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Saturday, August 11, 2007

The Hacker's Diet Online: 600+ accounts open, 1200+ transactions processed per day

It's been about five weeks since The Hacker's Diet Online entered production. At the conclusion of the beta test phase and production launch on July 2nd, there were about 100 users. Yesterday, 2007-08-10, the threshold of 600 user accounts was crossed, and at this writing there are 607 accounts open. Users of the application have the option of granting read-only public access to their data under an automatically assigned pseudonym. More than half of the users in the beta test phase opted for this, but the fraction allowing public access (which is not the default—you have to explicitly permit it) has declined since and presently stands at 33% (206 publicly accessible accounts out of 607 total). I'm not sure why the demographics of the beta test and production user population differs on this item; it may be something as simple as the fact that the check box to grant public access is at the bottom of the account creation form and beta testers are more inclined to look at the entire form as opposed to just filling in the required fields before creating the account.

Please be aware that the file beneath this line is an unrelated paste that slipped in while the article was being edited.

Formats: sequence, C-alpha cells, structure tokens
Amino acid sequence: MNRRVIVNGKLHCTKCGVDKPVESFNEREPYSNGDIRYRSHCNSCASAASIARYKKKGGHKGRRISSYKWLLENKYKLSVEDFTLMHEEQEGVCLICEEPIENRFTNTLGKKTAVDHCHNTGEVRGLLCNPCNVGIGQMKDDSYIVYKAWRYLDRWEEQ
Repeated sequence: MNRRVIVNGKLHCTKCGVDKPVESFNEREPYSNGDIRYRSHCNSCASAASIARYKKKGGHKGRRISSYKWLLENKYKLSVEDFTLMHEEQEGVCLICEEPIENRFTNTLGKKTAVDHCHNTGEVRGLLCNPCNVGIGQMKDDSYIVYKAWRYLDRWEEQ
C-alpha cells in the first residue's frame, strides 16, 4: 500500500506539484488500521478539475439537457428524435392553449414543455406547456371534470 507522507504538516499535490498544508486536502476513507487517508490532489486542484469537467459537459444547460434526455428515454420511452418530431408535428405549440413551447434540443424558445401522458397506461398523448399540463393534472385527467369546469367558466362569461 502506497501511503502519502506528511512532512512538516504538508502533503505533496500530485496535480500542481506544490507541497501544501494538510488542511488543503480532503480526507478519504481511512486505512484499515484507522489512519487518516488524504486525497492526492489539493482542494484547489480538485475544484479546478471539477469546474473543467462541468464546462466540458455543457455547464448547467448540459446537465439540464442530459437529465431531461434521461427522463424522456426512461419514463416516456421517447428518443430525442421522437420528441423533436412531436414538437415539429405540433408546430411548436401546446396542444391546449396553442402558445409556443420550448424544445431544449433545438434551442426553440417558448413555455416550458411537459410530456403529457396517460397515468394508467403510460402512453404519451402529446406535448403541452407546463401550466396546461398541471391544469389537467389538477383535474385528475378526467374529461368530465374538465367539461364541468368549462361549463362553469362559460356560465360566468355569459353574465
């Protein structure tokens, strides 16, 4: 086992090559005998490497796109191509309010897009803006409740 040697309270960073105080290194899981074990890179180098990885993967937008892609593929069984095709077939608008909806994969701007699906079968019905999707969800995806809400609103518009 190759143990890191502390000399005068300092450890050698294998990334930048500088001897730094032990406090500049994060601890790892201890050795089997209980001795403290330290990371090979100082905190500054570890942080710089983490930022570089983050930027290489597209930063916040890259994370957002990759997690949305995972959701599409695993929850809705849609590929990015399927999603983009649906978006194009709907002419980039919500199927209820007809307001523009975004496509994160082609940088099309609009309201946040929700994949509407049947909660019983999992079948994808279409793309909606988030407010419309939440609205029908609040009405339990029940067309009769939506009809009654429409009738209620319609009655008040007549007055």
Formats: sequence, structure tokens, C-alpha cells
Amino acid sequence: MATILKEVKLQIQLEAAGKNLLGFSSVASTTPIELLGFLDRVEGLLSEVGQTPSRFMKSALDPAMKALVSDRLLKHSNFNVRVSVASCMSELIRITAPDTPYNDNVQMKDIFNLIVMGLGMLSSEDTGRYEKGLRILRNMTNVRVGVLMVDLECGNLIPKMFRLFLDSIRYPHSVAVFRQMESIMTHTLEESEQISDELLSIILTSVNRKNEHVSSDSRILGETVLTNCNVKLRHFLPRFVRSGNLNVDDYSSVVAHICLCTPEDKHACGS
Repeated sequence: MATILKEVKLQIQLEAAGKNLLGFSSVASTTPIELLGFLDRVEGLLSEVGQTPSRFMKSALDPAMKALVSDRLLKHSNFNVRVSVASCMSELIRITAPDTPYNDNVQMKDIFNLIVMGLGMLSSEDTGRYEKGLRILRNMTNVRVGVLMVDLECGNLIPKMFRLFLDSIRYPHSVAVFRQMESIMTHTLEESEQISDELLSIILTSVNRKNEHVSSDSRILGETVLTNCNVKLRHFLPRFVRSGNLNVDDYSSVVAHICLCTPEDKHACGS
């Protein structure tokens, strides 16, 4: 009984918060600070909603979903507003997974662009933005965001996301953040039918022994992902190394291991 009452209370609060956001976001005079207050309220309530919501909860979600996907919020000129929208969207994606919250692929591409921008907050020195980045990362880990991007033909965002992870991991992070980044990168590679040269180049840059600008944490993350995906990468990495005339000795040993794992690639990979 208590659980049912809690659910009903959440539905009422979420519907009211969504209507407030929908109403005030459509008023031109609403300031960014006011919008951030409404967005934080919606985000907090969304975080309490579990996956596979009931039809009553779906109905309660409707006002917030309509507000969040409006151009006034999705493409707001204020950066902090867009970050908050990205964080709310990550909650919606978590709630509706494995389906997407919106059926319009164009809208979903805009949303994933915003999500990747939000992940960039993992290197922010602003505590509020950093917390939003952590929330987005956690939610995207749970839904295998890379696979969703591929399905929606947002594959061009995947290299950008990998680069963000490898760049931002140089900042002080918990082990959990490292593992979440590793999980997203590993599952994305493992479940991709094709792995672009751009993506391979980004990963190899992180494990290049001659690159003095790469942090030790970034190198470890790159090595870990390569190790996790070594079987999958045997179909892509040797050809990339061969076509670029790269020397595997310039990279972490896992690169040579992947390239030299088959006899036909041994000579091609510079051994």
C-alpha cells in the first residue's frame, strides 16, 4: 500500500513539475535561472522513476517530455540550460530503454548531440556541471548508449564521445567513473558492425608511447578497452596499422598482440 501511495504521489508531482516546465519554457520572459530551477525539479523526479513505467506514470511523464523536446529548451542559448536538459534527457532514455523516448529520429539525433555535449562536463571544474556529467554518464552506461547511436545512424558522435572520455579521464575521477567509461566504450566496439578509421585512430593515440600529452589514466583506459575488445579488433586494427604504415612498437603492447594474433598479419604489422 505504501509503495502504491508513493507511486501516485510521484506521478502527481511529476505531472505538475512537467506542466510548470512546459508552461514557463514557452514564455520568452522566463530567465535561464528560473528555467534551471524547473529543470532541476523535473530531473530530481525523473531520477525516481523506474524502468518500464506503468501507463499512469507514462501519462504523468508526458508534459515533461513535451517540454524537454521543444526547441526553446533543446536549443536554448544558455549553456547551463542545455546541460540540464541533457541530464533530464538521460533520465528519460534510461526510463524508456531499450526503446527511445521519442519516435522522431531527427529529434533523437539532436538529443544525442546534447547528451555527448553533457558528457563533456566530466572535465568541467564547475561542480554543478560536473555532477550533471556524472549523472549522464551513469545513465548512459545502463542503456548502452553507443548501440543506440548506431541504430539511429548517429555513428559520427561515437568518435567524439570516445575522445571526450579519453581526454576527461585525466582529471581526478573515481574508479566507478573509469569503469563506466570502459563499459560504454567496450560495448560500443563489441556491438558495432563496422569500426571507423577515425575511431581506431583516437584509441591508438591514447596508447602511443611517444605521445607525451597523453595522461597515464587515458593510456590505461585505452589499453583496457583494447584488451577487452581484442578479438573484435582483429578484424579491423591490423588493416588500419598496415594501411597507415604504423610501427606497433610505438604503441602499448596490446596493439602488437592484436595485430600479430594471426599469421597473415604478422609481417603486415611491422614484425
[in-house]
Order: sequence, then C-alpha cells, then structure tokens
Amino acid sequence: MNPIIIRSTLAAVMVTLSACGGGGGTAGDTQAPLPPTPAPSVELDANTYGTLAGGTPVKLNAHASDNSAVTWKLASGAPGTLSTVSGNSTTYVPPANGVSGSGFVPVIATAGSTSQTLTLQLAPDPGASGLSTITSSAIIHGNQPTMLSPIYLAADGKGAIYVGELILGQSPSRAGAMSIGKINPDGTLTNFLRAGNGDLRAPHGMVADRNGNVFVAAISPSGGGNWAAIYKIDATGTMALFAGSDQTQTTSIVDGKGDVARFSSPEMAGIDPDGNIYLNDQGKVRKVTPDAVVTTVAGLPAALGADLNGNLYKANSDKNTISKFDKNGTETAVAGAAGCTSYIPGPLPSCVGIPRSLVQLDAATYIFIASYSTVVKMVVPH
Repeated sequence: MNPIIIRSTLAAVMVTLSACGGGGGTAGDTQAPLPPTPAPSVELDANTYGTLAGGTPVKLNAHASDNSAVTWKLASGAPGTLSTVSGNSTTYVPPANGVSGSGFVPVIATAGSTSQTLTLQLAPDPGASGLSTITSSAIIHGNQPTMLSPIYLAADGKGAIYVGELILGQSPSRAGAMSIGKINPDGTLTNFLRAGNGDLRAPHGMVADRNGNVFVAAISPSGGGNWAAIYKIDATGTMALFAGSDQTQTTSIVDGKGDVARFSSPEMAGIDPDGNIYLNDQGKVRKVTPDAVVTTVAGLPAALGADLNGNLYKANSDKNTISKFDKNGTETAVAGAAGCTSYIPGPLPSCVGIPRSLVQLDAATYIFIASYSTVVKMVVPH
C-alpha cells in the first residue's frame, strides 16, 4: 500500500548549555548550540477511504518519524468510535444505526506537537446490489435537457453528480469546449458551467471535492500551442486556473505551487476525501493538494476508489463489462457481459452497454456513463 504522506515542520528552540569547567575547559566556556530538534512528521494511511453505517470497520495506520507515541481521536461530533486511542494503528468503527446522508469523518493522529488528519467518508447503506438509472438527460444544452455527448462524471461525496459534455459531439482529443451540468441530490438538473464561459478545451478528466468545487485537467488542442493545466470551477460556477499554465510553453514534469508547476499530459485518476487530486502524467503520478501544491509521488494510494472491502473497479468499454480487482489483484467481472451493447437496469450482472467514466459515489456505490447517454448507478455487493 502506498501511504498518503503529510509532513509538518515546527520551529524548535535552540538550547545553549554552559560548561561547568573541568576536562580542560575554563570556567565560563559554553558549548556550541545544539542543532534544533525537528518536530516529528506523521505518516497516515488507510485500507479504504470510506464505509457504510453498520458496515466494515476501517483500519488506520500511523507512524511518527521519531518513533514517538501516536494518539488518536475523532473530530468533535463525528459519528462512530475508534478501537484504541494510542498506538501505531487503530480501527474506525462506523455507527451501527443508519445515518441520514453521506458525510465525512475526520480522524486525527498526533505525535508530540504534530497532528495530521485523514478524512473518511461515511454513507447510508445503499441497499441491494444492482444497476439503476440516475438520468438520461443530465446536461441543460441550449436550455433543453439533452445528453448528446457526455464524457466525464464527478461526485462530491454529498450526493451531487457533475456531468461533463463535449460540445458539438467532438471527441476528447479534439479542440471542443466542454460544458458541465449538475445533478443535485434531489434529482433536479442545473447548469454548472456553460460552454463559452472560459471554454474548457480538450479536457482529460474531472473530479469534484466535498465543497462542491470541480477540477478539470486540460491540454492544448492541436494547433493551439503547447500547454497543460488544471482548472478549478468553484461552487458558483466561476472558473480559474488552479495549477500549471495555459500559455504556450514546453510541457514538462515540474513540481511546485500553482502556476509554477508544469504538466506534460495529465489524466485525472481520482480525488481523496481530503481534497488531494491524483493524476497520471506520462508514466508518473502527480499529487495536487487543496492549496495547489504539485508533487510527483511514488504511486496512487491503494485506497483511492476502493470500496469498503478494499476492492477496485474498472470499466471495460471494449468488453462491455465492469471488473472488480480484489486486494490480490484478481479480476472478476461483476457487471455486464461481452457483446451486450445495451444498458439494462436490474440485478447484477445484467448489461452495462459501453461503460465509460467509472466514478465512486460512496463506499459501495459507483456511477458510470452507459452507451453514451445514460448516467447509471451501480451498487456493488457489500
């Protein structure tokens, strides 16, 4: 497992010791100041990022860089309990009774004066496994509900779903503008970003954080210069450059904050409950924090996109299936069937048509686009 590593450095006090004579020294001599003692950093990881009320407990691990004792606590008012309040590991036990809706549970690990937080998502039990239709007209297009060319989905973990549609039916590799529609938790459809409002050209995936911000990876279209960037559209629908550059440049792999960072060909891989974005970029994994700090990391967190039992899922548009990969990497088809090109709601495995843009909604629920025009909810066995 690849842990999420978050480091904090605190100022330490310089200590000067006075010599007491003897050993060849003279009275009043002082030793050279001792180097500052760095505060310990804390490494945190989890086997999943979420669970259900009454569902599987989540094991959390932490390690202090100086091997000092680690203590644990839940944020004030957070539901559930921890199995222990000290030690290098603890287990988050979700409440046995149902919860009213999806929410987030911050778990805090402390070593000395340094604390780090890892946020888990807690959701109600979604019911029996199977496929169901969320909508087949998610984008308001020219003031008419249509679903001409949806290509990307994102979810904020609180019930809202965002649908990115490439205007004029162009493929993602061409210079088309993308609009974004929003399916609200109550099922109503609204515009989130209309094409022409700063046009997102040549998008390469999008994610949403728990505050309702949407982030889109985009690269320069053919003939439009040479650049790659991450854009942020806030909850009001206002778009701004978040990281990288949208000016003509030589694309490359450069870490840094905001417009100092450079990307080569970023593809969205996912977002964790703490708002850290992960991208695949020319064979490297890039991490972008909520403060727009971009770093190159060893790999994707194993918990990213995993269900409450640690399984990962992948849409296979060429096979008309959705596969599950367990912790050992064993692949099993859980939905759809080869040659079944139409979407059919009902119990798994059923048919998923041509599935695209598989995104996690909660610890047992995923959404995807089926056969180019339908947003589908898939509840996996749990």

The cluster file system synchronisation continues to run smoothly. As the user base of the application continues to grow, I'm increasingly satisfied with the choice of an architecture based upon the Unix file system as opposed to a monolithic database back-end; it is wonderful to be able to use regular system administration tools to manage the application databases, and to know that each individual transaction is confined to a “sandbox” containing only the data for the user who submitted it.

As of yesterday, the server processed 1243 user transactions. Most of these were updates to users' log pages, each of which generates two transactions: one to return the updated log, and a second for the embedded chart image.

I am presently working on adding some analyses of aggregate data across all accounts, for example, a histogram of how frequently users update their logs. Once these reports are in place, I'll post some of the statistics here.

Folks interested in the meal planning component of The Hacker's Diet may find The Daily Plate Web site useful. This site has a large database of foods and allows you to create a personal food journal tracking the calories in what you eat. I have no connection with this site; I simply mention it as something you might want to check out.

Posted at August 11, 2007 00:07